What School Should Really Be About
A MiddleWeb Blog
A. Standardized tests are effective.
B. Standardized tests help kids.
C. Standardized tests accurately assess teaching practices.
D. None of the above
I’m sitting at my laptop, waiting for my T-Eval page to open. It’s taking a long time.
My annual review is approaching, and I need to print out a copy of the self-assessment I am required to complete as part of our state-mandated assessment practices. The on-line self-assessment is made up of six different rubrics: six confusing, subjective, and often impossible rubrics to use to assess myself.
Last month, when the deadline to complete the rubric arrived, I didn’t have any trouble logging into the site back then…and I didn’t spend too much time completing the “on-line self-assessment.” The evaluation rubrics contained in it are broken into categories that “assess” my abilities and success as a teacher, but don’t accurately paint the picture. They are, quite frankly, irrelevant to how I teach….but they are relevant to the future of education.
These rubrics haven’t changed at all, as far as I can tell. As a matter of fact, it seems not much has changed, but my attitude about them is changing. No matter what, I can’t let the frustration of standardized testing interfere with my teaching.
Helping Students Understand Testing’s Limits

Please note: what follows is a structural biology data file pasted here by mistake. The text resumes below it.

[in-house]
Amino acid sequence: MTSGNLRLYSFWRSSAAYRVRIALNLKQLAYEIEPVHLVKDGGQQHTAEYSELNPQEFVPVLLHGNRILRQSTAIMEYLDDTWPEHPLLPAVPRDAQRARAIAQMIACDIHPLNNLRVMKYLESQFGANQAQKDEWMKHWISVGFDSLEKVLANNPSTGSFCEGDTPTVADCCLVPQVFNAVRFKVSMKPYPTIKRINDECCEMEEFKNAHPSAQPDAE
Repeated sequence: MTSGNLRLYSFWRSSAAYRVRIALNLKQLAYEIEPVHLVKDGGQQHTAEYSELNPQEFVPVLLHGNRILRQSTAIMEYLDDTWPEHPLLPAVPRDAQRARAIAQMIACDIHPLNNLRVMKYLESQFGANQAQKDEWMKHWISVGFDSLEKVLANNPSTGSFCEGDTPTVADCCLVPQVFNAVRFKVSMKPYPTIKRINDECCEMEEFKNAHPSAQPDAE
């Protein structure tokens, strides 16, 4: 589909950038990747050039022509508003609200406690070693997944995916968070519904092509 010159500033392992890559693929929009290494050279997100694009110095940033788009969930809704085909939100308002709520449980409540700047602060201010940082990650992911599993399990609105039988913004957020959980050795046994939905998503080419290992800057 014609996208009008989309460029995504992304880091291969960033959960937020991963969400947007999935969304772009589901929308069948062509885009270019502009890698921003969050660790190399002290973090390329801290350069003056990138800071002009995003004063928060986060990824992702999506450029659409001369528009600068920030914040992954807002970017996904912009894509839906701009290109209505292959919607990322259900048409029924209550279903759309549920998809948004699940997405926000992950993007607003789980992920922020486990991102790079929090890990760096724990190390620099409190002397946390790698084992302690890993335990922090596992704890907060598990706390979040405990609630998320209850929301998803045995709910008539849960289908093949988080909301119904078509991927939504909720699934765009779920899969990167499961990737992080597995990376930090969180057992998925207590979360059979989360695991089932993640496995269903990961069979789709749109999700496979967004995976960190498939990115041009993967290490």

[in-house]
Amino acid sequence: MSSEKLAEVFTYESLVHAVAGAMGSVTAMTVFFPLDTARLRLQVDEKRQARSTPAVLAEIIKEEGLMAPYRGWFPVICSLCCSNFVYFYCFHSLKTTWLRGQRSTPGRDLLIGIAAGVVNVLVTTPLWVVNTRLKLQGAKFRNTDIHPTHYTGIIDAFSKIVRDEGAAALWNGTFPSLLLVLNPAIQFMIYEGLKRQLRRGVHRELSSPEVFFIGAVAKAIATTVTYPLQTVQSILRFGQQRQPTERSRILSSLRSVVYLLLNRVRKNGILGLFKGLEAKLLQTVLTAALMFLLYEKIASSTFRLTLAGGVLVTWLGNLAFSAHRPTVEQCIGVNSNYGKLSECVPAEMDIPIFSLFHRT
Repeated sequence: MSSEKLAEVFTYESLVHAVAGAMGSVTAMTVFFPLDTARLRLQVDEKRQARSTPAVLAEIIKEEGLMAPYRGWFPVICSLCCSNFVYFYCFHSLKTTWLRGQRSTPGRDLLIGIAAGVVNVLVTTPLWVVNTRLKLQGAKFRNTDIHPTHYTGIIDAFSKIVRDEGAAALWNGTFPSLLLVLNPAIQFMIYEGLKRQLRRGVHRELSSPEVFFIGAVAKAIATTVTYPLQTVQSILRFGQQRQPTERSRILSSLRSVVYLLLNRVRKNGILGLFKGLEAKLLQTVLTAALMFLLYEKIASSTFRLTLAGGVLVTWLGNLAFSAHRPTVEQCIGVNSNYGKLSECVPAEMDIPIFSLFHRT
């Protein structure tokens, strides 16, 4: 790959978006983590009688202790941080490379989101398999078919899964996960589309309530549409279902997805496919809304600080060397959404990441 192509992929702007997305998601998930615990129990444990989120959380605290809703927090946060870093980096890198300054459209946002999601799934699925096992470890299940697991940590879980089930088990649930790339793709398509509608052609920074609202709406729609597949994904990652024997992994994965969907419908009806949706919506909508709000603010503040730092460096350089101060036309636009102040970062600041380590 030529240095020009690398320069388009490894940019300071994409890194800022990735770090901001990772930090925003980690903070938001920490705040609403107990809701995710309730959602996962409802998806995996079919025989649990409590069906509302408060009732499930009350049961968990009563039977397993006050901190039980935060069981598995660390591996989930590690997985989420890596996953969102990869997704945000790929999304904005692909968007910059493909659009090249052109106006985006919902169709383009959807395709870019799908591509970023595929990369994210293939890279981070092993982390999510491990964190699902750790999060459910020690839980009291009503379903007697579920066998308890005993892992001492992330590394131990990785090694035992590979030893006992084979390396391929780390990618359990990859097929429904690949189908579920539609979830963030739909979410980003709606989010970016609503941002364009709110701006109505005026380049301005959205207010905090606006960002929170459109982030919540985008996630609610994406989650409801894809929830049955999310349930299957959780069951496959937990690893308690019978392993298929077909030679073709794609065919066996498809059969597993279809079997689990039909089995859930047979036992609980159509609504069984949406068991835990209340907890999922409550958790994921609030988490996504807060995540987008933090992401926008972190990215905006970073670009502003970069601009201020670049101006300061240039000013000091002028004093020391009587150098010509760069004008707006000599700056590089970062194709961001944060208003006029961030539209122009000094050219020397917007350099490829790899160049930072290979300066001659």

Current assessment practices in education are part of my world for now. But they certainly don’t define me, and they certainly don’t define my teaching. I can’t let them. They aren’t what school is all about.
It’s important that my students understand that the tests don’t define them either, but since they also have to deal with all the noise and stress, and they’re nine and ten, I don’t really want to say the test isn’t what school is all about too directly to them.
While researching what is going on in today’s world of education on a broad-scale level, I came across a video created by Kumar Sathy, an educator and author of several children’s books. Mr. Sathy’s video was clearly meant to put things into perspective for kids – that tests don’t define who they are.
In Sathy’s message to the kids, he does not discuss questionable motives that are involved in mixing politics and private industry. He does not discuss vague rubrics or what could be considered “test-scoring malpractice,” or the effect their test scores may (or may not) have on their teacher’s lives.
The kids don’t need to be stressed out by that. Those are “grown-up” topics. Sathy’s message is designed to help students. To help them see that these tests are not important to who they are. This is an valuable message.
Why Our Questions Need Some Honest Answers….
Tony Wagner, former co-director of the Change Leadership Group at Harvard, poses many important questions in a brief commentary he wrote for the 2003 anthology Teaching with Fire. Discussing Rabindranath Tagore’s poem, “Where the Mind Is Without Fear,” Wagner asks: What is school for anyway?
I believe school is a place to learn and prepare kids for life. This is not something that can be easily defined, and using a standardized test (or a rubric) to define “good teaching” simply does not work. An important part of teaching is helping children explore who they will become.
This year my fourth graders and I began with a simple bulletin board that asked a simple question, “What Will You Be in 4-T?” The answer to that can’t be found in any rubric.
The board has been up all year. That wasn’t my intention (although I was hoping to get a month or two out of it). Since then, we have used it for a number of learning activities, including a study of character traits, the importance of word choice, and goal-setting for the future.